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Richard Weller. University of Pennsylvania Press, 2005. $95.

This is an impressive publication. Beautifully put together, it records an impressive body of work accompanied by a series of thoughtful and challenging essays. The book is part of the Penn Studies in Landscape Architecture series, one of the most important book series on landscape architecture internationally, edited by John Dixon Hunt, the doyen of landscape academics. A monograph in this series is a great coup for Room 4.1.3.

Richard Weller introduces the book with “Inside Room 4.1.3”, a personal and passionate account of the origins, ambitions and intentions of the practice. This essay conveys a seriousness and sense of urgency, but is leavened by self-reflexive, knowing wit. For example, after describing the projects as “allegorical topographies that retain their political and poetic integrity” and thereby as a “practice of resistance”,Weller comments that “Not only is this politically incorrect, reeking of sulking Marxism, but it is also far too heroic”. He knows his ambitions for the practice of landscape architecture are romantic and intense, but finds that for him there is no alternative.

The work itself is organized into seven thematic sections – Dialectical Geographies, Infrastructures, Event Spaces, Denatured Ecologies, Memoria, Gardens and Landmarks. These are broken into three groups separated by two sets of essays. Each project is accompanied by descriptive texts which are as ambitious and demanding as Weller’s introduction. The array of projects presented includes work undertaken by Richard Weller in Berlin in the 1990s following the fall of the wall, and realized private gardens in Sydney by Vladimir Sitta, as well as many competition entries, described by Weller as “an acceptable compromise of the ideal and the real, the private and the commercial”. These speculative works exist as exquisite drawings, which have been beautifully reproduced in this volume. This is the landscape equivalent of “paper architecture” – competition and unbuilt works used as vehicles to examine ideas and to generate polemic. This important tradition does not often manifest itself with such vigour in this part of the world. Built works are mostly small, with the exception of the Garden of Australian Dreams, which is generously presented at the end of the book.

The scholarly essays, by writers based in Australia, New Zealand and the US, are as lively, passionate and complex as the work itself. Nor are they afraid to comment critically on the work. Essays by Rod Barnett, Gavin Keeney, Paul Carter and Jacky Bowring address issues of signification, language and intertextuality, strong themes in the work, and the contemporary potential for a critically engaged landscape architecture. Julian Raxworthy and Peter Connolly place the work in Australian contexts, but without local blinkers. Connolly, in the wonderfully titled “Cowboy Critical”, argues that the design process has an “antipodean” quality: “a playfully serious and skeptical disregard for the ponderousness of authority”.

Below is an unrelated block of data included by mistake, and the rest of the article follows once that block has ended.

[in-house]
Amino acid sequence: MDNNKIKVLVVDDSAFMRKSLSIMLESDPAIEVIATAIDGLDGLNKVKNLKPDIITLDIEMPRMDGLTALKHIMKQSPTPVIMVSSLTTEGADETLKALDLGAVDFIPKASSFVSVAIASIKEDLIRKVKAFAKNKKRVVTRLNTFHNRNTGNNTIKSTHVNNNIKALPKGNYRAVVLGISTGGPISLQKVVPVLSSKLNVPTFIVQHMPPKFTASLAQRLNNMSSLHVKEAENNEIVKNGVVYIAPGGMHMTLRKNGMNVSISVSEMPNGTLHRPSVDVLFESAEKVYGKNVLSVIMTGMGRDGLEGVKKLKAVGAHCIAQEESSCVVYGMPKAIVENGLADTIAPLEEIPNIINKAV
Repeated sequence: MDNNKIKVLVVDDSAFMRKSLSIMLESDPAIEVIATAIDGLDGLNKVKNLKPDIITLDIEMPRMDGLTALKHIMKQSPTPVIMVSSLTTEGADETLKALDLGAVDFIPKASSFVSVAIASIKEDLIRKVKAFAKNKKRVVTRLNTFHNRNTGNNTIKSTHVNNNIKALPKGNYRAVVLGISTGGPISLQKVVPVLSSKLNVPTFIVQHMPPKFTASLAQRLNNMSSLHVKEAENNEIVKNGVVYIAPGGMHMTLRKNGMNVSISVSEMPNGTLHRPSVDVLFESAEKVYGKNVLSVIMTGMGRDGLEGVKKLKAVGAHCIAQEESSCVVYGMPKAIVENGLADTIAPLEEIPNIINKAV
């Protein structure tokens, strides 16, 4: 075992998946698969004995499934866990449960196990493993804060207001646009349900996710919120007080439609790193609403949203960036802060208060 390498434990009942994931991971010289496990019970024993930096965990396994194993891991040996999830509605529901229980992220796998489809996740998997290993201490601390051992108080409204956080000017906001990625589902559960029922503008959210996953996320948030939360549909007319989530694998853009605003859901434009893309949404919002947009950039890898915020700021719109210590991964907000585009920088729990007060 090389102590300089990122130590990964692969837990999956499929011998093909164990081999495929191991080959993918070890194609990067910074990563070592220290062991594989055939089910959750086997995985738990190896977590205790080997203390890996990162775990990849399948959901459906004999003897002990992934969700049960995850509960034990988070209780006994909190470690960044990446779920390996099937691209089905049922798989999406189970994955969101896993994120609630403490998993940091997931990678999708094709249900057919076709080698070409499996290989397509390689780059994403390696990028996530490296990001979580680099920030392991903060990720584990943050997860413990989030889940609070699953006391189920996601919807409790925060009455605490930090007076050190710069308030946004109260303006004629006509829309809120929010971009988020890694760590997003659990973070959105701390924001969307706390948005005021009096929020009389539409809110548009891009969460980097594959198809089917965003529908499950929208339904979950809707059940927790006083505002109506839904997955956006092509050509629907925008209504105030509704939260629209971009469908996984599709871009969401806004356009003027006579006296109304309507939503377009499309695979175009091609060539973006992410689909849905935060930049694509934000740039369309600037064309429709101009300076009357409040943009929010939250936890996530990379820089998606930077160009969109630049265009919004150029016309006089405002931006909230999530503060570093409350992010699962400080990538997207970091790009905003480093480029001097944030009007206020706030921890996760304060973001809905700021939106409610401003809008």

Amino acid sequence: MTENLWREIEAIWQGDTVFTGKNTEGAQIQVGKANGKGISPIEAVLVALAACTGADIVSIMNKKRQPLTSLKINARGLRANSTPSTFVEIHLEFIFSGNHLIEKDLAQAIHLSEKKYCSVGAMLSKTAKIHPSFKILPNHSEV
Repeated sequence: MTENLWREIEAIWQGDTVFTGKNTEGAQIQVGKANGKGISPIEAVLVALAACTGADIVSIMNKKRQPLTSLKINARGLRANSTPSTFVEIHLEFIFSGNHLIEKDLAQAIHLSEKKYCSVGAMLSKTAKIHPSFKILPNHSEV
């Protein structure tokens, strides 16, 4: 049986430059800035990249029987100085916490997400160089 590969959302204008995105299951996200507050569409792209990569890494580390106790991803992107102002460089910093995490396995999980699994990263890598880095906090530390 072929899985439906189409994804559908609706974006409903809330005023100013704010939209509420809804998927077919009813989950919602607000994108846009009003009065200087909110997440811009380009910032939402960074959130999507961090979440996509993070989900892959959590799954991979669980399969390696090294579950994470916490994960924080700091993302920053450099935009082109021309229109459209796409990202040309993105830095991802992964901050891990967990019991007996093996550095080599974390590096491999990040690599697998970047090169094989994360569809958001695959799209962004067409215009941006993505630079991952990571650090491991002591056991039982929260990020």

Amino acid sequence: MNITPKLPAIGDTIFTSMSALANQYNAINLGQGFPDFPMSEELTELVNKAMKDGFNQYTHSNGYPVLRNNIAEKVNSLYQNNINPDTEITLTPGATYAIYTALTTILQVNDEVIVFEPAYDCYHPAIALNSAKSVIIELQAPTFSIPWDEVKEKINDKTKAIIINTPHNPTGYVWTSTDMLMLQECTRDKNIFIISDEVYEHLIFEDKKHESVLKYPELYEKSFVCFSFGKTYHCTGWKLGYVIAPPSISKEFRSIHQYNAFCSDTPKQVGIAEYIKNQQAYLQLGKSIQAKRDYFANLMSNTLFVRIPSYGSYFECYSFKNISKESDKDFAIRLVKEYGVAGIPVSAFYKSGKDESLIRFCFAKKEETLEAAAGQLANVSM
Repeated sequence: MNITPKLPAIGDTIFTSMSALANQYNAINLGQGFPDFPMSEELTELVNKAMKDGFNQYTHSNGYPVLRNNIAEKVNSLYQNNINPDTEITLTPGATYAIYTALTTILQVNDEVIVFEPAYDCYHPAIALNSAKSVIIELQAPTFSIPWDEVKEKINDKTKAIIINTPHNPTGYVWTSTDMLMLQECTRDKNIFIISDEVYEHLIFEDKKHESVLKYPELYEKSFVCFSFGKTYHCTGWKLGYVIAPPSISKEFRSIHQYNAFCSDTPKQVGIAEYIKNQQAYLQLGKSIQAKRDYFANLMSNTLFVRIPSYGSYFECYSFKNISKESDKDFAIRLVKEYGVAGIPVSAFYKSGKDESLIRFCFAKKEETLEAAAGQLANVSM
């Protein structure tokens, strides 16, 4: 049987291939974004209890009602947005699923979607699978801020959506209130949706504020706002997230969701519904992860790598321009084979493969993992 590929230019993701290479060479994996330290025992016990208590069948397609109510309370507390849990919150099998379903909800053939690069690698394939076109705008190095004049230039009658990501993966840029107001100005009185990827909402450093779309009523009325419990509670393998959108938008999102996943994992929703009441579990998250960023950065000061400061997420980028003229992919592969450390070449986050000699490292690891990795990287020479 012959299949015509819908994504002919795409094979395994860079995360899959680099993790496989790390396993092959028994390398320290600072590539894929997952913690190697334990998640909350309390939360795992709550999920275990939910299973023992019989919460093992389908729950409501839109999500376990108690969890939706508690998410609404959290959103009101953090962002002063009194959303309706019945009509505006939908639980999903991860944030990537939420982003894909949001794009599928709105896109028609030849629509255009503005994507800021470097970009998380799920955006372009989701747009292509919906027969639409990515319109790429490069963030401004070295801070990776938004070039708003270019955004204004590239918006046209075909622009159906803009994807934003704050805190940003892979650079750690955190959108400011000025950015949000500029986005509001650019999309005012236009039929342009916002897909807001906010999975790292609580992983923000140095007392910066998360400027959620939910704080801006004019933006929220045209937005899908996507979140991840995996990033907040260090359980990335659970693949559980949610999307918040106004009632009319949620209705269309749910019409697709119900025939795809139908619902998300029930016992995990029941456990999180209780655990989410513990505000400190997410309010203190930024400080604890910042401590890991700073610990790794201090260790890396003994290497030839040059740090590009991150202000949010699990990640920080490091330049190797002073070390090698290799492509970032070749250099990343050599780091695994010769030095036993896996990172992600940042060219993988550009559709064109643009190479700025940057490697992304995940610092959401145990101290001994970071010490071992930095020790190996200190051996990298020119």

The design of the book is elegant and restrained – with its serif typeface and carefully considered layout, it is almost pretty. This works surprisingly well with the work itself – the elegance of the publication allows the work’s energy to shine through. In his essay “Black Nightshade Ink”, Rod Barnett writes, “Angry, moralistic, the work demands attention”. This is an apt description and somehow the book as an object captures the tension between the poetic and the political, between romance, anger and hope, which suffuses the body of work, and which makes it so compelling.



Edited by Peter Hyatt and Jennifer Hyatt. Images Publishing Group, 2004. $89.95.

The possibilities of glass architecture provided Walter Benjamin with a visual metaphor for his revolutionary desires for openness, transparency and permeability. In their introduction to Great Glass Buildings Peter Hyatt and Jennifer Hyatt set out their own agenda for glass architecture. Their “fifty modern classics” are freed of the social and political agenda that Benjamin attaches to glass architecture. They introduce fifty recent international projects by setting out the parameters for the glass architecture of a “new modernism”. This new trajectory for “great glass architecture” is found in the harnessing of the material’s inherent properties and exploiting its tectonic possibilities. The works presented as evidence for this account exploit the increasing sophistication of glass manufacture and its adaptiveness to demands on architecture for increased energy efficiency. The tripartite cover lines on the catalogue indicate the book’s ambition. It aims to account for glass within the act of design, as a tectonic expression within architecture, and as a canon within contemporary architecture practice. Australian offerings include the atrium of Melbourne’s Federation Square, Bark Design’s own Sunshine Coast design studio, the transparent landscape of Andrew Nolan’s Jenkins Robson House in Sydney and Cassandra Fahey’s hedonistic Newman House in Melbourne’s St Kilda. The generously illustrated book includes concise project statements and selected detail and explanatory drawings.




Published online: 1 Jul 2005


Architecture Australia, July 2005

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